Saturday
October 25, 2014

We're Watching Your Back

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We're Watching Your Back

When it comes to the fiscal cliff or any of the myriad issues surrounding it, NAR is always watching to achieve policy that benefits our industry and the nation’s property owners.

As the fiscal cliff debate raged, the National Association of REALTORS® was intent on not adding to the confusion by speculating on what might happen given one scenario or another. Yet, I can’t overstate how much work was happening behind the scenes to minimize any potential impact on real estate.

The result was that on Jan. 2, the same day the House passed the bill to avert the fiscal cliff, we were providing information to all of our state and local associations—and to you via REALTOR.org—about specific provisions of the bill that affected real estate.

More Online
Stay up-to-date on advocacy efforts on NAR's political advocacy page.

While the debate was underway, we felt it was a good time to reaffirm our support for the mortgage interest deduction. Although discussions to limit the MID never progressed to an actual proposal, we wanted to remind lawmakers that the MID benefits primarily ­middle-income families, and any change to it could harm housing and the economy as a whole. The Dec. 3 Call for Action generated record levels of responses from REALTORS®. You let Congress know loud and clear that we’d be vigilant in opposing any plan that modifies or excludes the deductibility of mortgage interest.

While the legislation that was signed into law in January did not affect the MID, its passage represents a step in a continuing effort by NAR to protect the ability of American families to own a home. The legislation also extended several tax measures of critical importance to our businesses:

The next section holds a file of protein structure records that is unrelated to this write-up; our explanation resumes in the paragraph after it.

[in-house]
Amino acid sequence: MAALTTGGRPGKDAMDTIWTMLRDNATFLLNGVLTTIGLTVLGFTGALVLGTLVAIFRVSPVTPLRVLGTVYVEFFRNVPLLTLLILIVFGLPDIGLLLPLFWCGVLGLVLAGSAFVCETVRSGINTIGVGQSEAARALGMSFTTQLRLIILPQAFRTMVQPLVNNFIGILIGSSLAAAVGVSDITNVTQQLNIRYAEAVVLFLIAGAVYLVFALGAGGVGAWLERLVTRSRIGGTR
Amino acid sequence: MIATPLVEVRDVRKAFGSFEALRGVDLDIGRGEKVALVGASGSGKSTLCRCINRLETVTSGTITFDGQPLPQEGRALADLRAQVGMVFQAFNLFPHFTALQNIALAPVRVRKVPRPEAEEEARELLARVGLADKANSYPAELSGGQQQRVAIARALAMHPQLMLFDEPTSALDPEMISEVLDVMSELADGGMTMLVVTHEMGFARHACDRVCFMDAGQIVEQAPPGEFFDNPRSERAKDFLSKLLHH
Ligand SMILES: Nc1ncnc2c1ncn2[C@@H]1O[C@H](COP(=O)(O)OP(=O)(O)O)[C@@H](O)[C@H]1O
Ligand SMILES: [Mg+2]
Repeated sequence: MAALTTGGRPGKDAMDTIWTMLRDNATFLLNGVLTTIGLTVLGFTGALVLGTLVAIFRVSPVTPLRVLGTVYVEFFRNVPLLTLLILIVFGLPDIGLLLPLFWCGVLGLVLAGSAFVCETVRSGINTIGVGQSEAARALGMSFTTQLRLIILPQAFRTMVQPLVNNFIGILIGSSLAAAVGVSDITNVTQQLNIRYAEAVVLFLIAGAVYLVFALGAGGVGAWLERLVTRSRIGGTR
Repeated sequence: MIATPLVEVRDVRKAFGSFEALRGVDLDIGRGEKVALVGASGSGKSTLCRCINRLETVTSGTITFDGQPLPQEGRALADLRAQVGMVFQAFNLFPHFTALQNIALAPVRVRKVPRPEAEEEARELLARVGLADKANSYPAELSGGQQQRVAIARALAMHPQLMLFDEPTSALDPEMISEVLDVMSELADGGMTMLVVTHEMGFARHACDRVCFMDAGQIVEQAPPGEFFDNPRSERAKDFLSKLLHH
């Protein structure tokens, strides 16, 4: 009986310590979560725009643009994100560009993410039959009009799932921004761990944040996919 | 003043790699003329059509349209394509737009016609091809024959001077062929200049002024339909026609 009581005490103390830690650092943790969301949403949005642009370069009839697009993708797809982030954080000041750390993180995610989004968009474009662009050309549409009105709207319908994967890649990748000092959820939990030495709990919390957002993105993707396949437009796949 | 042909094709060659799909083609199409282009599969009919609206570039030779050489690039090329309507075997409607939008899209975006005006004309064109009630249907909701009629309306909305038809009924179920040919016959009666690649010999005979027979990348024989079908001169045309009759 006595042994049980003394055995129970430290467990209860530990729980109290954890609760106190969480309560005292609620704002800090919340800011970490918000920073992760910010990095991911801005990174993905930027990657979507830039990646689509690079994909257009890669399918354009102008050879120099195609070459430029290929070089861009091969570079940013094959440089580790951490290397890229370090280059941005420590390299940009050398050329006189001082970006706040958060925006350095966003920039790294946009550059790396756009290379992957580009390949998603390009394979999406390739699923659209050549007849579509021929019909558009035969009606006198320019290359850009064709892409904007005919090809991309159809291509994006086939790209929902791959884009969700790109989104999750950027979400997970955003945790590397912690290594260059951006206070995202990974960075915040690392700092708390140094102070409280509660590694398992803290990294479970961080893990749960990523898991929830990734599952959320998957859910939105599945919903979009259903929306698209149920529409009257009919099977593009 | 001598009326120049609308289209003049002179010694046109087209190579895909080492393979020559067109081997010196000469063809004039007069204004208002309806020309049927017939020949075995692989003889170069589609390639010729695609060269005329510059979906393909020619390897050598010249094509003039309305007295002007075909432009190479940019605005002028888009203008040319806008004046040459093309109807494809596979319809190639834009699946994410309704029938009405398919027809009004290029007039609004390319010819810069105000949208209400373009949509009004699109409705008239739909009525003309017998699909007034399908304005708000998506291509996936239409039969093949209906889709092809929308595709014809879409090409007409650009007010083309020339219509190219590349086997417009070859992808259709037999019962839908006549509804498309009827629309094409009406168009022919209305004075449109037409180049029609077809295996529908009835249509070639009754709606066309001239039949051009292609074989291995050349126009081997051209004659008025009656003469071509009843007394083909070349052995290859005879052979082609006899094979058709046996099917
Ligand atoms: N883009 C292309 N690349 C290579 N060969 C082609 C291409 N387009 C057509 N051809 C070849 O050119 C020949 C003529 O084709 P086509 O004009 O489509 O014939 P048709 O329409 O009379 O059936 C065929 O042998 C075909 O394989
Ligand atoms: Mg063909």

• Mortgage cancellation relief is extended for another year. Households that have mortgage debt forgiven by a lender in 2013 as a result of a modification, short sale, or foreclosure will not have to pay tax on the amount forgiven.
  • Mortgage insurance premiums ­remain deductible. Tax filers making less than $110,000 who pay for mortgage insurance can deduct the cost of their premiums on their 2012 and 2013 tax returns.
  • 15-year straight-line cost recovery on leasehold improvements is extended. For qualified leasehold improvements on commercial properties, 15-year depreciation is extended through 2013 and made retroactive to cover 2012.
  • Energy efficiency tax credit remains in force. The 10 percent tax credit, up to $500, for home owners who make energy efficiency improvements to an existing home is extended through 2013 and made retroactive to cover 2012.

Debate will continue in the coming months on long-term solutions to the issues left unresolved by the fiscal cliff bill. As Congress addresses those issues and broader tax reform, you can bet that we’ll continue our vigilance on behalf of REALTORS® and property owners across the country.

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